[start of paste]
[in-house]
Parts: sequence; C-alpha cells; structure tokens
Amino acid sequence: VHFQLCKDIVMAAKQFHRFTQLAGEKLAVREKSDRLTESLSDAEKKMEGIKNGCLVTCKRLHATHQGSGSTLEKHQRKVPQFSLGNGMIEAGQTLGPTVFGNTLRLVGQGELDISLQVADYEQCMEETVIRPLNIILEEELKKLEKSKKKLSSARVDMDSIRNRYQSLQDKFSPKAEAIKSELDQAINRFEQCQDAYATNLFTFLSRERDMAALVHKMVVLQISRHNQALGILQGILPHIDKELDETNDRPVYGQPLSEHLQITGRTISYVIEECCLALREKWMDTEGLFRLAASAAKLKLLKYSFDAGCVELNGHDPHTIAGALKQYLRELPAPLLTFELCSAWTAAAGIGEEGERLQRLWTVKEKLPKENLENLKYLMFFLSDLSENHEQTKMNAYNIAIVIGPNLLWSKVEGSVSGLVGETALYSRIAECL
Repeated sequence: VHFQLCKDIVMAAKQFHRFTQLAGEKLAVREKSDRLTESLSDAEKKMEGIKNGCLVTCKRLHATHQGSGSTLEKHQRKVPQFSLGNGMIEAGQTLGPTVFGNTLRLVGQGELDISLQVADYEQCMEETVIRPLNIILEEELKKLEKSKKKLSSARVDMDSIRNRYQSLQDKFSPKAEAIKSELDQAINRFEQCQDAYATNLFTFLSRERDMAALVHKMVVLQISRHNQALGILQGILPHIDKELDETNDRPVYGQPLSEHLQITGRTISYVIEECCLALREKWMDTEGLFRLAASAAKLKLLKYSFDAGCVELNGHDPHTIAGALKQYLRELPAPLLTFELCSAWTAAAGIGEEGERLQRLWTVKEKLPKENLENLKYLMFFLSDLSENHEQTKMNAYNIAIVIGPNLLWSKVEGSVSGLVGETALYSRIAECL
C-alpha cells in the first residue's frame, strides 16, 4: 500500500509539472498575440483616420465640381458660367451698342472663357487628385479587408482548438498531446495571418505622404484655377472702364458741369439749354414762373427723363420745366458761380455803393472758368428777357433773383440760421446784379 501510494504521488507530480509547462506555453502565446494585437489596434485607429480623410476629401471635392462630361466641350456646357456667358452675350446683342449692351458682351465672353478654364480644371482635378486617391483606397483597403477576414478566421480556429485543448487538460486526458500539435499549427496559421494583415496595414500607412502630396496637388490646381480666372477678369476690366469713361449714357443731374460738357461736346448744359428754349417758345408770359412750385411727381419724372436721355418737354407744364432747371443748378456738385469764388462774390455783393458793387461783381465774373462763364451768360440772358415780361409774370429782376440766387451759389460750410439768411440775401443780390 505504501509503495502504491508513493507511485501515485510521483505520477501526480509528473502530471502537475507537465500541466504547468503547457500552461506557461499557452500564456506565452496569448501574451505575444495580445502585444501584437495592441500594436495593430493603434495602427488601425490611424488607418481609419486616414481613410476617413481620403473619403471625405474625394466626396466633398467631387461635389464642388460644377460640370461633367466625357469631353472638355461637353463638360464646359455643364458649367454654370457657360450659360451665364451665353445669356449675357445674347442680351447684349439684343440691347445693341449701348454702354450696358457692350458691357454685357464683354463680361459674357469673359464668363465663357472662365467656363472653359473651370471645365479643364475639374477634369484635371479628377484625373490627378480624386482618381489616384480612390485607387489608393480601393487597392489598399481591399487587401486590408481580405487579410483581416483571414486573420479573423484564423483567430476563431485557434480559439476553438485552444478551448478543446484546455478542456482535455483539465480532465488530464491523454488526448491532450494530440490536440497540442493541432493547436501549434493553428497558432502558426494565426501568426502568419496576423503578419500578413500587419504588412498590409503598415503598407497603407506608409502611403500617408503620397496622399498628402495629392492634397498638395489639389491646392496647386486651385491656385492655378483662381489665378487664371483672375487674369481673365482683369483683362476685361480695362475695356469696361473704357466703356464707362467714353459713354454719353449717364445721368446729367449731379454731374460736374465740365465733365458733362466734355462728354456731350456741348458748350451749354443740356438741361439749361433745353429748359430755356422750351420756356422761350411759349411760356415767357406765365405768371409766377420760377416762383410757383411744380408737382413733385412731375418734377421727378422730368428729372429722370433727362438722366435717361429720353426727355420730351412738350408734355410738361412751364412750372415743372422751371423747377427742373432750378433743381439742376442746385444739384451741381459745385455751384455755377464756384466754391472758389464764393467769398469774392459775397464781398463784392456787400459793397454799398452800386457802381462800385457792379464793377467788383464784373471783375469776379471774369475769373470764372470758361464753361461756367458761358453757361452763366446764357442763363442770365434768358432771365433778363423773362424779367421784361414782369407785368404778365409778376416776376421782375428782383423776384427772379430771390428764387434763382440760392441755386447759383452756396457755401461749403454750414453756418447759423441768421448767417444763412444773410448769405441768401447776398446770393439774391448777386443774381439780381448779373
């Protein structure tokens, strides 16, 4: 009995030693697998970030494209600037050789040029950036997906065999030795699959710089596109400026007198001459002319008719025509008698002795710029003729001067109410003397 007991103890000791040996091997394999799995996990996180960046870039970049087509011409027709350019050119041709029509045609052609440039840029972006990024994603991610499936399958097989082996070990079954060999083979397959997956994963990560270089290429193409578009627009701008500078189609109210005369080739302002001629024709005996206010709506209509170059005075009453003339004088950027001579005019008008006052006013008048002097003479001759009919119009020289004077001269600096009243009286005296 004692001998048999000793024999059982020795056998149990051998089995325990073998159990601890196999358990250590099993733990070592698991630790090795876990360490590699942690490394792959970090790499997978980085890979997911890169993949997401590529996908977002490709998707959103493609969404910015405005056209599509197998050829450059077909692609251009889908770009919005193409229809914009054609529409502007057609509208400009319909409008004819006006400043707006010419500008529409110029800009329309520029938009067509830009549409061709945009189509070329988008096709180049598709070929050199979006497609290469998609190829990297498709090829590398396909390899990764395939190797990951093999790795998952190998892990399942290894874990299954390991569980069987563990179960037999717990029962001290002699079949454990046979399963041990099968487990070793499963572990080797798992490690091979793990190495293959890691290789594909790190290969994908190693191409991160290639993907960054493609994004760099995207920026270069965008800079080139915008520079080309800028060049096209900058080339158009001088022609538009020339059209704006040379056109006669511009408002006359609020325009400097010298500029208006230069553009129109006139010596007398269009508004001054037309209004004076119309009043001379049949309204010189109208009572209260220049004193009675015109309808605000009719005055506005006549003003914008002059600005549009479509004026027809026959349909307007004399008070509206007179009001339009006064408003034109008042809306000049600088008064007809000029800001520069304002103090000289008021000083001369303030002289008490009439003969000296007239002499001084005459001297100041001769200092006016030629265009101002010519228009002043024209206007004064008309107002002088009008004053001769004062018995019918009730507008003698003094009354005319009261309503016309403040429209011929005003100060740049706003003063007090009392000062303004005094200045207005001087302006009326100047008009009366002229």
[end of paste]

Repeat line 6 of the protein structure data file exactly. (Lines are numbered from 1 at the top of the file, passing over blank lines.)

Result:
């Protein structure tokens, strides 16, 4: 009995030693697998970030494209600037050789040029950036997906065999030795699959710089596109400026007198001459002319008719025509008698002795710029003729001067109410003397 007991103890000791040996091997394999799995996990996180960046870039970049087509011409027709350019050119041709029509045609052609440039840029972006990024994603991610499936399958097989082996070990079954060999083979397959997956994963990560270089290429193409578009627009701008500078189609109210005369080739302002001629024709005996206010709506209509170059005075009453003339004088950027001579005019008008006052006013008048002097003479001759009919119009020289004077001269600096009243009286005296 004692001998048999000793024999059982020795056998149990051998089995325990073998159990601890196999358990250590099993733990070592698991630790090795876990360490590699942690490394792959970090790499997978980085890979997911890169993949997401590529996908977002490709998707959103493609969404910015405005056209599509197998050829450059077909692609251009889908770009919005193409229809914009054609529409502007057609509208400009319909409008004819006006400043707006010419500008529409110029800009329309520029938009067509830009549409061709945009189509070329988008096709180049598709070929050199979006497609290469998609190829990297498709090829590398396909390899990764395939190797990951093999790795998952190998892990399942290894874990299954390991569980069987563990179960037999717990029962001290002699079949454990046979399963041990099968487990070793499963572990080797798992490690091979793990190495293959890691290789594909790190290969994908190693191409991160290639993907960054493609994004760099995207920026270069965008800079080139915008520079080309800028060049096209900058080339158009001088022609538009020339059209704006040379056109006669511009408002006359609020325009400097010298500029208006230069553009129109006139010596007398269009508004001054037309209004004076119309009043001379049949309204010189109208009572209260220049004193009675015109309808605000009719005055506005006549003003914008002059600005549009479509004026027809026959349909307007004399008070509206007179009001339009006064408003034109008042809306000049600088008064007809000029800001520069304002103090000289008021000083001369303030002289008490009439003969000296007239002499001084005459001297100041001769200092006016030629265009101002010519228009002043024209206007004064008309107002002088009008004053001769004062018995019918009730507008003698003094009354005319009261309503016309403040429209011929005003100060740049706003003063007090009392000062303004005094200045207005001087302006009326100047008009009366002229």